~ Kevin, Newmarket, ON


BLOG / NEWS Updates

Scotiabank: Why Canada needs to focus on ways to encourage more home building

The recent run-up in housing prices, and the attendant worries about affordability and accessibility, have many stakeholders scrambling to find quick solutions. While understandable, those approaches are likely to have only minimal impacts on Canadas housing situation and its consequences for people looking for a reasonably priced place to live. Focusing on interest rate policy or macroprudential instruments, such as stricter mortgage stress tests, draws attention away from the underlying cause of the problem: the inability of supply to meet demand. Put simply, this country doesnt build enough housing. We should not be surprised by this. Canada has increased immigration dramatically in recent years to tremendous benefit to the economy, but we failed to pro-actively address the housing challenges the consequent population boom was sure to bring. Policy efforts must focus far more on anticipatory, collaborative, multistakeholder and very specific solutions to the housing situation rather than on the short-term and ultimately ineffective macroprudential Band-Aids applied in recent years. Scotiabank Economics is publishing research this week looking at the increase in Canadas housing stock relative to the increase in population over the past several years to get a sense of how effective we have been in creating new units. The numbers are not encouraging. One way to look at it is by using the ratio of new housing to population growth. By that measure, construction has been well below its historical average since mid-2017. That is perhaps not surprising, given that Canada has seen an immigration-fuelled population boom since 2015. In the three years leading up to the COVID-19 pandemic, population grew nearly twice as fast as new housing units were being built. That ratio improved somewhat with the COVID-related stall in immigration, but it is likely to reverse course once immigration returns to planned levels. Dan Rees is group head, Canadian banking at the Bank of Nova Scotia. Jean-Fran¬ćois Perrault is Scotiabanks chief economist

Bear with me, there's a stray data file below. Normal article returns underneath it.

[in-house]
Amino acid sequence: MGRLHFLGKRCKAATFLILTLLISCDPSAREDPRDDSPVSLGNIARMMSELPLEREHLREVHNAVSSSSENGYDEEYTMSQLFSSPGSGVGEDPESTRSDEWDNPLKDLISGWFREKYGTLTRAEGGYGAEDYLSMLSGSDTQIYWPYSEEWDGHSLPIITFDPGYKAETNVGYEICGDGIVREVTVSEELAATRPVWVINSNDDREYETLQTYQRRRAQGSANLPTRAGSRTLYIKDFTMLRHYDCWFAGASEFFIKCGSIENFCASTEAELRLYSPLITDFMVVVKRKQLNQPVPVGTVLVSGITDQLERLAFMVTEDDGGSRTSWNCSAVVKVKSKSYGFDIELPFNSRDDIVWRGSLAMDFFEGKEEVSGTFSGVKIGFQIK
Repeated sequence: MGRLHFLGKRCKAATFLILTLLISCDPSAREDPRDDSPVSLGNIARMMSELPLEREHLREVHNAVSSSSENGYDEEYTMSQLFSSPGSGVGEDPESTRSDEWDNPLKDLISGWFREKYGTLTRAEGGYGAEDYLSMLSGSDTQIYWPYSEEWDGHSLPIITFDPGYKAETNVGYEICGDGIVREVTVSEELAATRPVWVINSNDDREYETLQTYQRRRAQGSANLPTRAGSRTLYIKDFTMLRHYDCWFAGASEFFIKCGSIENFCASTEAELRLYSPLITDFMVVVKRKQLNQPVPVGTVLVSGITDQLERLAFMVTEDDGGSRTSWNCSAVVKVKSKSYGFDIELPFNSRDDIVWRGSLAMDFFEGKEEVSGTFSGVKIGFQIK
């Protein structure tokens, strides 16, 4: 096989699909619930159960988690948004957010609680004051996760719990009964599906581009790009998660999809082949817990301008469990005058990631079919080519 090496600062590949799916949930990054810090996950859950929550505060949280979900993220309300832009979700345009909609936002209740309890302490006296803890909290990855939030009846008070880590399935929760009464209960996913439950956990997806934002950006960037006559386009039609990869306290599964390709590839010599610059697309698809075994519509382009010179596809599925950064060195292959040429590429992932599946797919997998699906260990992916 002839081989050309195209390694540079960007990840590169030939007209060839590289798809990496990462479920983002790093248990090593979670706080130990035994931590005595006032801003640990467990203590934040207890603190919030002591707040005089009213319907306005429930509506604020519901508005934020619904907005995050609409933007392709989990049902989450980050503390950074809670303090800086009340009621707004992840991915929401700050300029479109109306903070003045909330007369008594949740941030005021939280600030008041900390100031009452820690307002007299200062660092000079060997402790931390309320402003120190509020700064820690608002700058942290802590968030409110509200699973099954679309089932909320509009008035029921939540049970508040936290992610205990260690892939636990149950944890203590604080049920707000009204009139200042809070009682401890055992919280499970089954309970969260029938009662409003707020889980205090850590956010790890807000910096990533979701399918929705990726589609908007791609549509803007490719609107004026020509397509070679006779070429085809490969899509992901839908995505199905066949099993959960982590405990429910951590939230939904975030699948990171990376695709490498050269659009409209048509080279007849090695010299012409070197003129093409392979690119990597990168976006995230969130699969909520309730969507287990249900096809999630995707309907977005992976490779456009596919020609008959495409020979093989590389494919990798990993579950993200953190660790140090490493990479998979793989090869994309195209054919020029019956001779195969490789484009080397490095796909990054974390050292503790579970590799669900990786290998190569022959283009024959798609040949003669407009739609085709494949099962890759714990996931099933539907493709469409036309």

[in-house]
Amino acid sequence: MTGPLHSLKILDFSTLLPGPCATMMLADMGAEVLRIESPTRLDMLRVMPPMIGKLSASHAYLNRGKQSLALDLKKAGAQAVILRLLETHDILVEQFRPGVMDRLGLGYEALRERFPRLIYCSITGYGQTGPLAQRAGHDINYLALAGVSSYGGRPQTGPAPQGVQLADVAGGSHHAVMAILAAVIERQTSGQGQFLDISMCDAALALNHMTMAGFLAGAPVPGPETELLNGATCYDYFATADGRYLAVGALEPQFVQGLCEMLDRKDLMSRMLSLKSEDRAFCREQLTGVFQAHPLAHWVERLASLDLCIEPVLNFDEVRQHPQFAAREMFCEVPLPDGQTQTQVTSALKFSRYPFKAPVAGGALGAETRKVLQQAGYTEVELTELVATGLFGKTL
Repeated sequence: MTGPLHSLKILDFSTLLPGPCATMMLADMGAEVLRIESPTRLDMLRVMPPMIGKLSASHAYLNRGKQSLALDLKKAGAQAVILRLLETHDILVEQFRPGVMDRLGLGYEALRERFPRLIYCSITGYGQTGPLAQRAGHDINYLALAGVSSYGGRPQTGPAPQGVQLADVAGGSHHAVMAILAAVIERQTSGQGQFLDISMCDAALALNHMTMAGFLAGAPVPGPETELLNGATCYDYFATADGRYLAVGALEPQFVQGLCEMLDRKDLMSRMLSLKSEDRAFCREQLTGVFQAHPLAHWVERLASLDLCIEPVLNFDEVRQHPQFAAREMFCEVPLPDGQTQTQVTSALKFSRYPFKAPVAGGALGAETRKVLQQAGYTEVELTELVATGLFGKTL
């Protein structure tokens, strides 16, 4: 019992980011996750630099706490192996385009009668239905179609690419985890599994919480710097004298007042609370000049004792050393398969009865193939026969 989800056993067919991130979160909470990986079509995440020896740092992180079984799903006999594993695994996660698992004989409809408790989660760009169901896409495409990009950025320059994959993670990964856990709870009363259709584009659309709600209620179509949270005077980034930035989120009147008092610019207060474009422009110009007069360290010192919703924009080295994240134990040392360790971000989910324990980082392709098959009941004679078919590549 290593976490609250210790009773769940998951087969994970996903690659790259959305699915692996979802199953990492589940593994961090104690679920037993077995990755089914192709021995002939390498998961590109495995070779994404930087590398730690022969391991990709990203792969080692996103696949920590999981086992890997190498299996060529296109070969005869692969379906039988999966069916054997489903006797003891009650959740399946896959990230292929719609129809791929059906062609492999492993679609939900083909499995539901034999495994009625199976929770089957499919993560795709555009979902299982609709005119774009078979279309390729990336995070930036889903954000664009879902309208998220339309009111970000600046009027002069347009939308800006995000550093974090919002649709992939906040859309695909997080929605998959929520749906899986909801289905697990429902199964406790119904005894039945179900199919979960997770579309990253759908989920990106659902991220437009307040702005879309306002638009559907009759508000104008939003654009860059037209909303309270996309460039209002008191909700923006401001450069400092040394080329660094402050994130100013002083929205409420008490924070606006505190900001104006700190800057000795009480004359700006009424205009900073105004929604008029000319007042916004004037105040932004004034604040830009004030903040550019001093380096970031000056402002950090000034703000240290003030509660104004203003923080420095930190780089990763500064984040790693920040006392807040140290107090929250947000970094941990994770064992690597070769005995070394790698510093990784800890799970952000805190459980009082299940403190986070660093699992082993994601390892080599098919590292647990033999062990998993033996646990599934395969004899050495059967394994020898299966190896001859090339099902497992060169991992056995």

Two-thirds of Canadians were asset resilient in the year prior to the pandemic

Just over two-thirds (67.1%) of Canadians were asset resilient for at least three months in 2019, up from 63.6% in 1999. Over these two decades, several factors contributed to the overall rate of asset resilience. For one thing, Canadians held more liquid assets at the end of the period. Median person-adjusted household liquid assets rose from $6,300 in 1999 to $10,700 in 2019. Canadians were also slightly older, on averagethe median age of Canadians increased from 36.4 years to 40.8 years. Family income has also been rising since 1999, and asset resilience is associated with higher income. The median person-adjusted, household after-tax income of Canadians increased by one-third (+34.9%), rising from $37,300 in 1999 to $50,300 in 2019, while the share of Canadians below the LIM-AT edged down from 12.4% to 12.1%. source: https://www150.statcan.gc.ca/n1/daily-quotidien/210504/dq210504e-eng.htm